Vaccine phobia intrigues me. I worked in Beijing for several years and almost never ran into it there, perhaps because infectious diseases were all around us — tuberculosis, measles, rabies, Japanese encephalitis were ever-present dangers and no one had a false sense of security about them. In the developed world the reminders are less frequent. But I am still somewhat surprised in a post-SARS world, to find such a large group of people who fear vaccines more than the diseases they prevent. And yet, our defences against infectious diseases are fragile. Not only have they not been vanquished, but our modern interconnected, crowded world is a prime breeding ground for infections, old and new, at the same time as old weapons such as antibiotics are becoming less useful.
In fact, scientists have been saying for years that the way to deal with infectious disease is through prevention. Vaccines play a key role. Thanks to widespread vaccination, many of the diseases that terrified our grandparents — diphtheria, polio, smallpox, tetanus and measles, to name a few — are now either eradicated or so rare that many doctors have never seen a case. It is worth remembering, however, that in the pre-vaccination era, smallpox killed one out every ten children under the age of four and annual polio epidemics crippled thousands. One Canadian doctor who practised near Toronto in the 19th century recorded in his daybook that one quarter of children who died in his practice succumbed to diphtheria. Many people now don’t even know what diphtheria is (and even fewer can spell it!).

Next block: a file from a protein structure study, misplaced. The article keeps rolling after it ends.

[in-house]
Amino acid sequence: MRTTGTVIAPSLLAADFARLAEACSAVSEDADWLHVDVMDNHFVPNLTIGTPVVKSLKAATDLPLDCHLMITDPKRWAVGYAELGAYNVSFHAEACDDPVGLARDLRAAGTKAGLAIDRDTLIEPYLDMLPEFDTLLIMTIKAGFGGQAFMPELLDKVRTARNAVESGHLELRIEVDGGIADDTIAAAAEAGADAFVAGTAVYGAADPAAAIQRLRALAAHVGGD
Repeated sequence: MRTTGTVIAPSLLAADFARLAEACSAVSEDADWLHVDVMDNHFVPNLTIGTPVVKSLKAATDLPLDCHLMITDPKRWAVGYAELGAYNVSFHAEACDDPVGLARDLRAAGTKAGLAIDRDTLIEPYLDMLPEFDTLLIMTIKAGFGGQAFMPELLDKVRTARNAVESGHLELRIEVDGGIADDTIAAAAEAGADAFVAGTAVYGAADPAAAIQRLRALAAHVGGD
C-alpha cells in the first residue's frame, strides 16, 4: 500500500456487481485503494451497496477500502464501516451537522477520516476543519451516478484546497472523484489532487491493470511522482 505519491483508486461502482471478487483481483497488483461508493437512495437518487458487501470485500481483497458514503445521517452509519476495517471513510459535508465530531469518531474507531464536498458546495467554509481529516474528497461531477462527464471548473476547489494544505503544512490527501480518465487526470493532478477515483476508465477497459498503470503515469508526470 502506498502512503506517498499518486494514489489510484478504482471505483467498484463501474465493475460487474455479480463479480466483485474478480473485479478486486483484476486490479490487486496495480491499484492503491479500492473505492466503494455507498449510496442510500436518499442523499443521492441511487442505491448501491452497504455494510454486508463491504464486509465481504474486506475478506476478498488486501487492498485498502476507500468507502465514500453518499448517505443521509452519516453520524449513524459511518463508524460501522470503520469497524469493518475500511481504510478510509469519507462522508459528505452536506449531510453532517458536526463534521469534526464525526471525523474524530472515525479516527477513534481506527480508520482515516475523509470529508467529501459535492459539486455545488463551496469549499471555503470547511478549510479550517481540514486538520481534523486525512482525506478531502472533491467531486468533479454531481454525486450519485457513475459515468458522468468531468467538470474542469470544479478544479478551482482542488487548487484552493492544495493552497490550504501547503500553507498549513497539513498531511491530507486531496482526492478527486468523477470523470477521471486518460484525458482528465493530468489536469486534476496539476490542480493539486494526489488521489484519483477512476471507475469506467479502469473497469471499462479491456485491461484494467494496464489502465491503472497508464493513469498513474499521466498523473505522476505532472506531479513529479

“Scientists have been saying for years that the way to deal with infectious disease is through prevention”
Today’s immunisations work by enhancing the body’s own immunity. Because they are effective, safe, natural and prevention-based interventions, I am sometimes surprised at the people who reject them. But then again, anyone with access to the Internet or TV talk shows will have heard the frightening anecdotes that suggest that immunisations cause everything from autism to multiple sclerosis. What are we to think of stories that tell us that vaccines don’t really work? That they are unnecessary because the diseases they prevent would be disappearing even without them?
It is true that improved socio-economic conditions have had an impact on disease. Better nutrition, less crowding, the development of antibiotics and a variety of public health measures have helped reduce the incidence of vaccine-preventable disease. But better sanitation cannot be fully responsible for this decline.